A safe prediction about the next sector to be seriously pressured in this Age of Disruption is universities. Two examples, and one local historic case, are pertinent about university stop-and-start governance and political interference. Emerging issues will be affordability, political correctness, donor interference, amateur athletics, affirmative action for admissions, and governance. I wish I felt more confidence in the fragile governing structures of these unwieldy beasts, particularly at a time of searching for new presidents at Harvard, Howard, NYU, Michigan State, and Columbia.
The first disturbing episode is the case of Ben Sasse, the Trump-skeptic Republican Senator from Nebraska, who now aspires to leave the U.S. Senate and become the new president of the University of Florida. That decision is sufficiently unpopular on that campus to have forced Sasse to flee a confrontation from outraged students.
Sasse would seem to have tip-toed a fine line. He criticized Trump sharply a few times and even voted to convict Trump in the second impeachment trial, but continued to vote a conservative line and avoid a full break. He was positioning himself deftly for rising in a post-Trump GOP, a gamble he lost. Instead Sasse is finding (as are many others) that having served Trump or apologized for him is not exactly a plus on your resume, particularly in liberal bastions such as universities.
Sasse’s escape to academe is proving rocky. Sasse has a PhD in history from Yale, is a graduate of Harvard and St. John’s, and served as a president of Midland University in Nebraska. He won easily in his first race for the Senate and is serving his second term in deep-red Nebraska.
But the match with the University of Florida is proving toxic. The school is under attack by Gov. Ron DeSantis, who has signed bills undermining tenure and urging surveys of faculty and student political views. (Former Wisconsin Gov. Scott Walker is the leading politician in attacking higher education through sharp budget cuts, and his discovery of a new wedge issue shows signs of going national.) DeSantis holds a hammer over the UF, since he appoints 6 of the 13 governing board members. Feeling besieged from the right, the appointment of Sasse in the Democratic stronghold of higher education lit the fuse of student and faculty protest, and bodes ill for his stay as president.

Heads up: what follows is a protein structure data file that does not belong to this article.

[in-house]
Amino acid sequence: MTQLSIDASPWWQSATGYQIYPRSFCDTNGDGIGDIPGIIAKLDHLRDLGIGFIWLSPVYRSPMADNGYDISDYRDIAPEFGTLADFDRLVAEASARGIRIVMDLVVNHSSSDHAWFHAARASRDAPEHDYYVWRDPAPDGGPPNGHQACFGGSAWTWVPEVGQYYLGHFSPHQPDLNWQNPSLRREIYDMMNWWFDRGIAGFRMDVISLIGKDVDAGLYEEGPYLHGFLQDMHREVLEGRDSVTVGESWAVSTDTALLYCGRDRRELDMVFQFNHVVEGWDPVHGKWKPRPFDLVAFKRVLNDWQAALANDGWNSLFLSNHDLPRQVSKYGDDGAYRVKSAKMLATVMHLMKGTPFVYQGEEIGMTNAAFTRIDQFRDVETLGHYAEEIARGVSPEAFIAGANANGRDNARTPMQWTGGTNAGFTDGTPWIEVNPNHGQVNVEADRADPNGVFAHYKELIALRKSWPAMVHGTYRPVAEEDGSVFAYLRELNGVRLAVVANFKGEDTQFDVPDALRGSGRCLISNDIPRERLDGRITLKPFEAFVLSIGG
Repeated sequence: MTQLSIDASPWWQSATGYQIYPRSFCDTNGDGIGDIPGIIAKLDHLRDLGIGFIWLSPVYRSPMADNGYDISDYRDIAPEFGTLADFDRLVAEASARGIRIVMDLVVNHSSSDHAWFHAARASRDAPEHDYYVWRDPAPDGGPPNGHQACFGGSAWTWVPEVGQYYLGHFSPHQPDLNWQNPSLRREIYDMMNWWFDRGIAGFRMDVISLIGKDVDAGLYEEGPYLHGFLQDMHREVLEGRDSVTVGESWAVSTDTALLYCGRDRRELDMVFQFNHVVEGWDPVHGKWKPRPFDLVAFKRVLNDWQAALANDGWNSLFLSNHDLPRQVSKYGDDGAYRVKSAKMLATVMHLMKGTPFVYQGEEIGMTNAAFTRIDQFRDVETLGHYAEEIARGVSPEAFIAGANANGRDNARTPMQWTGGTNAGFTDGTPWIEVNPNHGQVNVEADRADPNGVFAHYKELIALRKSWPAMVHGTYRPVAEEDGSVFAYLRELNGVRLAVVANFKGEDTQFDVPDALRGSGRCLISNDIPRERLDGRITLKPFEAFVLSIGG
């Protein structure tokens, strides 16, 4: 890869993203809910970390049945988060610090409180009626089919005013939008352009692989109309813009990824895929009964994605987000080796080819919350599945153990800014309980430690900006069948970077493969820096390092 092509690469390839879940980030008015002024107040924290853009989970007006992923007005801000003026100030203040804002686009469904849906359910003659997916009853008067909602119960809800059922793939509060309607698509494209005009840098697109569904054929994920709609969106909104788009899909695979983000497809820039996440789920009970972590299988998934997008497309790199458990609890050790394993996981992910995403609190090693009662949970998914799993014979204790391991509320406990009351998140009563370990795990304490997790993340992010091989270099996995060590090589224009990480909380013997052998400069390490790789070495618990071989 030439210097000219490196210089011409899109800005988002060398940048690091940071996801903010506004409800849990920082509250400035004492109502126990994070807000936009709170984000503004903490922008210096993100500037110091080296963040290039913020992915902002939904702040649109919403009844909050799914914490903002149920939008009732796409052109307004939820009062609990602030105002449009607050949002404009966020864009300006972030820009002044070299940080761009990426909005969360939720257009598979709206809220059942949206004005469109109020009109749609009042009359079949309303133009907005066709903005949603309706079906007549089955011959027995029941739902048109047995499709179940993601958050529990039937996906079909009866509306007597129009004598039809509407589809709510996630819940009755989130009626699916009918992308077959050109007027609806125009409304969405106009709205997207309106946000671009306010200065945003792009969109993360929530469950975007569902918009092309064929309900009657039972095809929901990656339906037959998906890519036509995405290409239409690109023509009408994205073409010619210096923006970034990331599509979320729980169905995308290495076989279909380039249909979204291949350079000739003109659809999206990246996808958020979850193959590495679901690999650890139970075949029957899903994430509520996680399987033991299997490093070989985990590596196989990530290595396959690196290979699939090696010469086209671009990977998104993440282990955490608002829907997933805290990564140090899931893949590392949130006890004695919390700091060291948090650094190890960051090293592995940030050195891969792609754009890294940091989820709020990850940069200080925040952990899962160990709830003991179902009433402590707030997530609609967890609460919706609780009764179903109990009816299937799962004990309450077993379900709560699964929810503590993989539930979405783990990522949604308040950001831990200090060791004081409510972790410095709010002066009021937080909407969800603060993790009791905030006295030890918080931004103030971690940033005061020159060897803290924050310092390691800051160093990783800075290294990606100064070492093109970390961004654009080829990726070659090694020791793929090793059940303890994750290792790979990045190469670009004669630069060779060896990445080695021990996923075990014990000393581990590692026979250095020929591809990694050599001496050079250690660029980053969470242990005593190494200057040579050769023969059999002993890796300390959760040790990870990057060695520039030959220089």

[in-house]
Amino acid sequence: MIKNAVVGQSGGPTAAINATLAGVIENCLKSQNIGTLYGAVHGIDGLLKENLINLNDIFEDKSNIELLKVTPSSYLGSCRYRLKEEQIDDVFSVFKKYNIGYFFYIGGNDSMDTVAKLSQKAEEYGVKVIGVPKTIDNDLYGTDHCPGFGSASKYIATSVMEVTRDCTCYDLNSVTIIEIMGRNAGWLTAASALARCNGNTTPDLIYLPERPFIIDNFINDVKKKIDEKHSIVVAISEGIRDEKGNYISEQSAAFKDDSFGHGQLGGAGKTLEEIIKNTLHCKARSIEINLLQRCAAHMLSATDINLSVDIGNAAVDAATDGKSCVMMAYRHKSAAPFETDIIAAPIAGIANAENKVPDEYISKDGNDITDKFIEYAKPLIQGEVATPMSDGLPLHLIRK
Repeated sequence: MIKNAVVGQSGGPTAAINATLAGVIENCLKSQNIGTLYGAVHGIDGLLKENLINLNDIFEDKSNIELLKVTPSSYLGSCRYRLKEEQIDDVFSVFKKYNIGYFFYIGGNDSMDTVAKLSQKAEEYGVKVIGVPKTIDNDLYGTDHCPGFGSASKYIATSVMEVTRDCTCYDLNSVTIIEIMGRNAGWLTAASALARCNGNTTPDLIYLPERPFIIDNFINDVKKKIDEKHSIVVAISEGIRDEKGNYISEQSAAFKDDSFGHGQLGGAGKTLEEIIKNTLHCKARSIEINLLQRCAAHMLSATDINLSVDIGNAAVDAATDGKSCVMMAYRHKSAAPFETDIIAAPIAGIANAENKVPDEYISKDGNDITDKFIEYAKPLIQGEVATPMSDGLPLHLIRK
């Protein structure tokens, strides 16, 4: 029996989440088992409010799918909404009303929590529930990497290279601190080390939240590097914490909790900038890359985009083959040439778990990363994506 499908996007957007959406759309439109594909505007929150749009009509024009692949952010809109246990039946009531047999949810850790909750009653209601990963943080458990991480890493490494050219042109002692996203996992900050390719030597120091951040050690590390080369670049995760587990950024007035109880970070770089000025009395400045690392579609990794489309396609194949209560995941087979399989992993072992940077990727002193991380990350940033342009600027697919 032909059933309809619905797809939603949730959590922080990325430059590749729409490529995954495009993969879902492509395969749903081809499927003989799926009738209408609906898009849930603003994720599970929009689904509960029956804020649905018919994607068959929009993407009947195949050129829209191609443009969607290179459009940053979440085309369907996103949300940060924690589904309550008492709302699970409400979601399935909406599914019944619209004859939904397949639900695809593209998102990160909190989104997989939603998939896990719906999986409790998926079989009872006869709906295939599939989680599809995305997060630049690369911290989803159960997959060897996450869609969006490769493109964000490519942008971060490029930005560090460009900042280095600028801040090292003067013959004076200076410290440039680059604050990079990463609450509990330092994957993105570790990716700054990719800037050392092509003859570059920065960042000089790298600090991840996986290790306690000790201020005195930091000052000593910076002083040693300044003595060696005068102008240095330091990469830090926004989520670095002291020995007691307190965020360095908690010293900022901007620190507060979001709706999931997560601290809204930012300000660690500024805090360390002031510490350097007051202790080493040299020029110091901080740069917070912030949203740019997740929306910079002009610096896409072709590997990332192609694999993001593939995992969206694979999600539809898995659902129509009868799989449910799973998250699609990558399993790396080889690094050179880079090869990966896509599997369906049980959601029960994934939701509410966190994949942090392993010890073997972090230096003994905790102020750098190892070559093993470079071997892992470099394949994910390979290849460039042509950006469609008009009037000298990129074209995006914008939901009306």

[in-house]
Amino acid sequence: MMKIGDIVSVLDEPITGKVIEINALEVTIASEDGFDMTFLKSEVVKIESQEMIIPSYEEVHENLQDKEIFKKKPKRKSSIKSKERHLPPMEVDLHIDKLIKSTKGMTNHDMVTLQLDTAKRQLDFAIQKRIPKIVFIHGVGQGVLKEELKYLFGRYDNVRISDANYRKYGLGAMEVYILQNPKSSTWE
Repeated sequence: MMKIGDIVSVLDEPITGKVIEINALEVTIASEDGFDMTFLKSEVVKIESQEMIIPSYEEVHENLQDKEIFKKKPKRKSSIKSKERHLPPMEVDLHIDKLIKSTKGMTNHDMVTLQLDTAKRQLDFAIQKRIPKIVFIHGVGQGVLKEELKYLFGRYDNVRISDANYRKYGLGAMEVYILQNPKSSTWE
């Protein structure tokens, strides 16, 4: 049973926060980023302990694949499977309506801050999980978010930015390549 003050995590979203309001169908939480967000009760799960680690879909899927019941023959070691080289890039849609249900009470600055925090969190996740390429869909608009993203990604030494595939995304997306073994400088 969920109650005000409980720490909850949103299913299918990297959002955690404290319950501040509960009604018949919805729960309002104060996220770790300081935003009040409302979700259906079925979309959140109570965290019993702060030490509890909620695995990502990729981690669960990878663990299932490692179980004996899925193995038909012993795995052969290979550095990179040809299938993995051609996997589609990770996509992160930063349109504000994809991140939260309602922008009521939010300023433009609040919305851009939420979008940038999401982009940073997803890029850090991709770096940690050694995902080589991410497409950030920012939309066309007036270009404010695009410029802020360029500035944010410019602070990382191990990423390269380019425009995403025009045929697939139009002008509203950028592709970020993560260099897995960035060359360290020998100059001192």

Meanwhile, Michigan State University has just seen its third president since 2018 resign early. The latest is Sam Stanley, president since 2019 after serving as president of Stony Brook University. Stanley up and quit, citing interference from the governing board over proper compliance with a vague law passed after the exposure of Lawrence Nassar, the infamous gymnastics doctor. At MSU, the eight-member board is elected, making it even more susceptible to political gusts.
The chairwoman of the MSU governing board has criticized the board for micromanaging, and the faculty senate voted 55-4 to declare no confidence in the board. The president’s office has become a revolving door, and efforts to move beyond the Nassar scandal have been futile, so far. Nothing like a major scandal to poison faculty politics and scare off potential presidents and top-tier professors.
The awkward local echo is the 1926 dismissal of UW President Henry Suzzallo. When Gov. Roland Hartley (R-Everett) was elected in 1924 on an austerity platform, he feuded with the charismatic Suzzallo, who became U.W. President in 1915, arriving from the prestigious Columbia University, the anchor of John Dewey progressivism.
Hartley feared that Suzzallo, who barnstormed the state to make the case for a major university, was becoming a political rival. So the conservative lumberman Hartley filled vacancies and forced out other regents until the Hartley-loyal regents fired Suzzallo. These regents also forced the resignation of Carl Gould, the architect who created eight new buildings for a decrepit campus. Already ranked low among American universities, the U.W. suffered a serious and long-lasting reputational blow.
The University of Washington eventually recovered from this national black eye, particularly with federal funding of the medical school arranged by Sen. Warren Magnuson, and thanks to two long-tenured and aim-high presidents, Charles Odegaard (serving 1958-73) and William Gerberding (1979-95).
But the UW, now a vulnerable top-ranked research institution, has suffered serious cutbacks in state funding during the two recent recessions. It lost momentum when three short-lived successors to Gerberding (Richard McCormack, Mark Emmert, and Michael Young) all left too early to leave much of a mark. The current president, Ana Mari Cauce, appointed in 2015, has restored a needed stability. Even so, the revolving door caught up with the UW in 1995-2015, when five presidents and interim presidents too-briefly occupied the hot seat.